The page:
Weiners—Pound 13 1.2c
Boiled Ham—Pound 30c
Fresh Ham—Pound 12 1-2c
Sausage-2 pounds 17c
Hamburger—Pound 10c
Lunch Ham—Pound 12 1-2c
Beef Roast 10c
Sliced Bacon—Pound 14c
Prices f. o. b.
Lucky Day started This Week.
C. F. HESS, Manager.

The historical society museum will be open at 10 a.m. Saturday, July 19.

July 09, 2014

Breach of Promise: Evans says Crosby humiliated him, 1909

by Betty Jane Wilson, society president

A breach of promise suit highlights the news items reported by the 1909 Farmers' Vindicator. Included among the town's daily and weekly events were the following, by dates:

Jan. 29, "The Electric Theater is giving universal satisfaction. Fine pictures and good singing every night and an entire change of program three times each week. Continuous show Saturday afternoon from 2:30."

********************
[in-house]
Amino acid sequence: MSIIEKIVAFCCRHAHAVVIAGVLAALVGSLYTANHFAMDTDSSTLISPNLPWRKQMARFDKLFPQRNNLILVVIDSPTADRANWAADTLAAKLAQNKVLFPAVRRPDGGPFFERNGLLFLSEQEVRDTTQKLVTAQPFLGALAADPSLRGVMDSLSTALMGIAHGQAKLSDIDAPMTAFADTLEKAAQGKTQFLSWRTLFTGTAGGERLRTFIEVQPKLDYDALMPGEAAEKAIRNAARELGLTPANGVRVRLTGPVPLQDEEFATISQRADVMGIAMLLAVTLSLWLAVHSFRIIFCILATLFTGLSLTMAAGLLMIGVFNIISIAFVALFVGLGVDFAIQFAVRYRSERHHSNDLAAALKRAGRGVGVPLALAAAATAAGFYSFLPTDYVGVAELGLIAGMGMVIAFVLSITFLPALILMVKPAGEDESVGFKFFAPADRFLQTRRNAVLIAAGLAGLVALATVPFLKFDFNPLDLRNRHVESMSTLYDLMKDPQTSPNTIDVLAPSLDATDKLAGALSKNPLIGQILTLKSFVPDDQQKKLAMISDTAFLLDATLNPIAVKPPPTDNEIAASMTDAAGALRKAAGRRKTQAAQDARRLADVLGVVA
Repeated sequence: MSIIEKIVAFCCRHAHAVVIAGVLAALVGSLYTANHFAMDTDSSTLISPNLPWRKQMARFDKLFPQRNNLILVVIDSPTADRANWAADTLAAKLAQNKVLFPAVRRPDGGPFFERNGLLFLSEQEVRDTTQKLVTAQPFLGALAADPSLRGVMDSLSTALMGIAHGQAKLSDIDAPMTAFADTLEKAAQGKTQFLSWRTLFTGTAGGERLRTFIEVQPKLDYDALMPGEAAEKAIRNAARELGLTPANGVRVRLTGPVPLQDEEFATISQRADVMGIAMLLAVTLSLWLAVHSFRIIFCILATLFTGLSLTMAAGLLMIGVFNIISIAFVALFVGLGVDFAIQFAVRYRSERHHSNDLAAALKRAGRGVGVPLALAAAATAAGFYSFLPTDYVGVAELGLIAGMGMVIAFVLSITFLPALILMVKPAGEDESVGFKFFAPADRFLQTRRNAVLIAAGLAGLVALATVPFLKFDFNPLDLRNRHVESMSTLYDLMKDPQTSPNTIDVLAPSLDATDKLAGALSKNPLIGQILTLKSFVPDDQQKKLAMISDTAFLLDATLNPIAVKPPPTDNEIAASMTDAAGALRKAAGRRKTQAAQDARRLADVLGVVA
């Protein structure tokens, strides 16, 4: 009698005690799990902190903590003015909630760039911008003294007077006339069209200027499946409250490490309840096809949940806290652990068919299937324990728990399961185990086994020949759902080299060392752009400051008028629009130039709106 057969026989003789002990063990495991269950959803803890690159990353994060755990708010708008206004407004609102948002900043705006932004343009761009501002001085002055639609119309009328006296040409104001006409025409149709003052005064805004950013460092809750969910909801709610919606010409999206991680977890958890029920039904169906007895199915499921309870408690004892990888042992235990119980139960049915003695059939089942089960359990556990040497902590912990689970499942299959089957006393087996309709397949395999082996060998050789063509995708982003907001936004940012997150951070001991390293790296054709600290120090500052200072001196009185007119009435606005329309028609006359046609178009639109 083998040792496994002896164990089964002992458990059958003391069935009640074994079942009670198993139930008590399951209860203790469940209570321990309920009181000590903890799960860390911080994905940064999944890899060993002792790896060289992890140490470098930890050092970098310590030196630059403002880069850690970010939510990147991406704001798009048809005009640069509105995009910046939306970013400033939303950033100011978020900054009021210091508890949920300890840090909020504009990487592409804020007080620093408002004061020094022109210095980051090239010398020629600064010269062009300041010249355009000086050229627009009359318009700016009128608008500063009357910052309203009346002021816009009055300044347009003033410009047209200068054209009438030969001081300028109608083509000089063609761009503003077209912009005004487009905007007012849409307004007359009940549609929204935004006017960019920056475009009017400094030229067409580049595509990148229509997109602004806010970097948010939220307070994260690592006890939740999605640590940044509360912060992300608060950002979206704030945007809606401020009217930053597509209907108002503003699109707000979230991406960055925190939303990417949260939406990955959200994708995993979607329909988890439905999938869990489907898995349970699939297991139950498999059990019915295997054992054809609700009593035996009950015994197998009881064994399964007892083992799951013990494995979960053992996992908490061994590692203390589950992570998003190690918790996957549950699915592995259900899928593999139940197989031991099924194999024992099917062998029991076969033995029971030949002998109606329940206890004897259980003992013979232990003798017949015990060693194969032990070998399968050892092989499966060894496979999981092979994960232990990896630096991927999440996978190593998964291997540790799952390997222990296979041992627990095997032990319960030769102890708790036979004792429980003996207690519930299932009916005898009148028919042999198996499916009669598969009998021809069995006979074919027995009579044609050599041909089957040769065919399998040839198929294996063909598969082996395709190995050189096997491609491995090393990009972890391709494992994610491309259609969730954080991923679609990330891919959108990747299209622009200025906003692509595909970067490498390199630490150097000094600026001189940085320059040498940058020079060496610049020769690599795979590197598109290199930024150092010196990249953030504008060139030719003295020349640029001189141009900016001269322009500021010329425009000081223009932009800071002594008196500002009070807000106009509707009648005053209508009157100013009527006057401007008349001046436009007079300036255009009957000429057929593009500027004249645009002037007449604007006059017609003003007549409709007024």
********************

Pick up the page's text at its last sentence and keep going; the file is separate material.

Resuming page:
Partial list of professionals: G.W. Marks, D.D.S. and J.M. Marks, M.D.; Dr. A.D. Lowry, physician and surgeon, successsor to Dr. G.W. England; G.H. Hobson, physician and surgeon, office in the Dr. Marks' Corner Drug Store; Dr. A.H. Braden, dentist, office over Corner Drug Store; Dr. L.R. Walker, veterinary, surgeon, horse dentistry a specialty; and T.K. Aiken, D.D.S., Aiken Building, upstairs.

Feb. 19, "Around the Courthouse" — 'A license was issued to Perry W. Corkadel and Miss May Conser to wed.' 'A marriage license was issued to Max Boyer and Inez Falls.' "

"Notice: See the Bloomer Girls play ball Saturday, June 11."

"Shuler & Son are starting to build a workshop and hearse house in the rear of their furniture store, which will give them plenty of room. It does not take a long memory to recall when Shulers' got along on much less."